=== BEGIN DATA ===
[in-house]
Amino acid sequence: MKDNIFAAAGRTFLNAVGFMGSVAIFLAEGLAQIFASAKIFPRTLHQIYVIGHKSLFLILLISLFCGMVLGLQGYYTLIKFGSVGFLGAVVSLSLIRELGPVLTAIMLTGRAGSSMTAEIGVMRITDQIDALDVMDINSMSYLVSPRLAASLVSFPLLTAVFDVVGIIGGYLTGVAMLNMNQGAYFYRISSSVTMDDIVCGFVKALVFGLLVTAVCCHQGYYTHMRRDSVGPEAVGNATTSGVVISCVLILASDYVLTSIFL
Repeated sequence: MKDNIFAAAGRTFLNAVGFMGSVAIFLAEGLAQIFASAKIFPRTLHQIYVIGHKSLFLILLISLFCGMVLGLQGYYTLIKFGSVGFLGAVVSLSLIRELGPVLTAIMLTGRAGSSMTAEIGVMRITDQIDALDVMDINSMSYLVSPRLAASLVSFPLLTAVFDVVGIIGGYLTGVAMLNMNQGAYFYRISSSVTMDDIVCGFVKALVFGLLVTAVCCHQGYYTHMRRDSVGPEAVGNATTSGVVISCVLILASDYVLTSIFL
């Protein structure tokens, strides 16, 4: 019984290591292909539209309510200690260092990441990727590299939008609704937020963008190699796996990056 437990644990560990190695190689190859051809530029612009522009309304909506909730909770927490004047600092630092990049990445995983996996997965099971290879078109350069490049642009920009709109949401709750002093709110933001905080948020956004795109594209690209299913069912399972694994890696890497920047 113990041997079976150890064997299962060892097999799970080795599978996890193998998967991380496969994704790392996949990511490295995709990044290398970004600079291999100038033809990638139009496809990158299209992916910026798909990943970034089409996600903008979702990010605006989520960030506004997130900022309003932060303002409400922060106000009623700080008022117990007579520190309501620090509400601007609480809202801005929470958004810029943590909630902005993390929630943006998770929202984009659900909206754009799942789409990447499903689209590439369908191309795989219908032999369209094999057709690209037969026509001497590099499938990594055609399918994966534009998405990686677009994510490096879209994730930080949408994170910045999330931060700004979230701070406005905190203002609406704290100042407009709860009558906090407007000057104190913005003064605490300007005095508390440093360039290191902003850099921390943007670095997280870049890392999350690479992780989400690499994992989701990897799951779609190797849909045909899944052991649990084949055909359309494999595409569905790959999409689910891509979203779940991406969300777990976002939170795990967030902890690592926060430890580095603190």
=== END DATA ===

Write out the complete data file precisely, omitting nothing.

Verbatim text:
[in-house]
Amino acid sequence: MKDNIFAAAGRTFLNAVGFMGSVAIFLAEGLAQIFASAKIFPRTLHQIYVIGHKSLFLILLISLFCGMVLGLQGYYTLIKFGSVGFLGAVVSLSLIRELGPVLTAIMLTGRAGSSMTAEIGVMRITDQIDALDVMDINSMSYLVSPRLAASLVSFPLLTAVFDVVGIIGGYLTGVAMLNMNQGAYFYRISSSVTMDDIVCGFVKALVFGLLVTAVCCHQGYYTHMRRDSVGPEAVGNATTSGVVISCVLILASDYVLTSIFL
Repeated sequence: MKDNIFAAAGRTFLNAVGFMGSVAIFLAEGLAQIFASAKIFPRTLHQIYVIGHKSLFLILLISLFCGMVLGLQGYYTLIKFGSVGFLGAVVSLSLIRELGPVLTAIMLTGRAGSSMTAEIGVMRITDQIDALDVMDINSMSYLVSPRLAASLVSFPLLTAVFDVVGIIGGYLTGVAMLNMNQGAYFYRISSSVTMDDIVCGFVKALVFGLLVTAVCCHQGYYTHMRRDSVGPEAVGNATTSGVVISCVLILASDYVLTSIFL
């Protein structure tokens, strides 16, 4: 019984290591292909539209309510200690260092990441990727590299939008609704937020963008190699796996990056 437990644990560990190695190689190859051809530029612009522009309304909506909730909770927490004047600092630092990049990445995983996996997965099971290879078109350069490049642009920009709109949401709750002093709110933001905080948020956004795109594209690209299913069912399972694994890696890497920047 113990041997079976150890064997299962060892097999799970080795599978996890193998998967991380496969994704790392996949990511490295995709990044290398970004600079291999100038033809990638139009496809990158299209992916910026798909990943970034089409996600903008979702990010605006989520960030506004997130900022309003932060303002409400922060106000009623700080008022117990007579520190309501620090509400601007609480809202801005929470958004810029943590909630902005993390929630943006998770929202984009659900909206754009799942789409990447499903689209590439369908191309795989219908032999369209094999057709690209037969026509001497590099499938990594055609399918994966534009998405990686677009994510490096879209994730930080949408994170910045999330931060700004979230701070406005905190203002609406704290100042407009709860009558906090407007000057104190913005003064605490300007005095508390440093360039290191902003850099921390943007670095997280870049890392999350690479992780989400690499994992989701990897799951779609190797849909045909899944052991649990084949055909359309494999595409569905790959999409689910891509979203779940991406969300777990976002939170795990967030902890690592926060430890580095603190």